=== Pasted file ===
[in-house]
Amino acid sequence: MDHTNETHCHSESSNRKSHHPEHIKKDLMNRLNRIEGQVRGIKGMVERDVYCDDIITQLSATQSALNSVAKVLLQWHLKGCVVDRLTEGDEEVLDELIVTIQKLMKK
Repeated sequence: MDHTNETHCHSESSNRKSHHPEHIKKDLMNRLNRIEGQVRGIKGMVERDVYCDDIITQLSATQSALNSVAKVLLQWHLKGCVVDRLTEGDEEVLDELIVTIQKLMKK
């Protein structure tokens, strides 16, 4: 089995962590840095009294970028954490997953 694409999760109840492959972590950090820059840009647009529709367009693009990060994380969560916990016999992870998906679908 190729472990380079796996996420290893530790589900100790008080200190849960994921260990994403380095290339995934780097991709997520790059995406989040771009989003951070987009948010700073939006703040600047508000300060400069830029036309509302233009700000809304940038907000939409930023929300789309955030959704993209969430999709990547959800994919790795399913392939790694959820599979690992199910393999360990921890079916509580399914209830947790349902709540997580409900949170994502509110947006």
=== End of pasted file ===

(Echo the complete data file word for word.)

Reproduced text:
[in-house]
Amino acid sequence: MDHTNETHCHSESSNRKSHHPEHIKKDLMNRLNRIEGQVRGIKGMVERDVYCDDIITQLSATQSALNSVAKVLLQWHLKGCVVDRLTEGDEEVLDELIVTIQKLMKK
Repeated sequence: MDHTNETHCHSESSNRKSHHPEHIKKDLMNRLNRIEGQVRGIKGMVERDVYCDDIITQLSATQSALNSVAKVLLQWHLKGCVVDRLTEGDEEVLDELIVTIQKLMKK
């Protein structure tokens, strides 16, 4: 089995962590840095009294970028954490997953 694409999760109840492959972590950090820059840009647009529709367009693009990060994380969560916990016999992870998906679908 190729472990380079796996996420290893530790589900100790008080200190849960994921260990994403380095290339995934780097991709997520790059995406989040771009989003951070987009948010700073939006703040600047508000300060400069830029036309509302233009700000809304940038907000939409930023929300789309955030959704993209969430999709990547959800994919790795399913392939790694959820599979690992199910393999360990921890079916509580399914209830947790349902709540997580409900949170994502509110947006």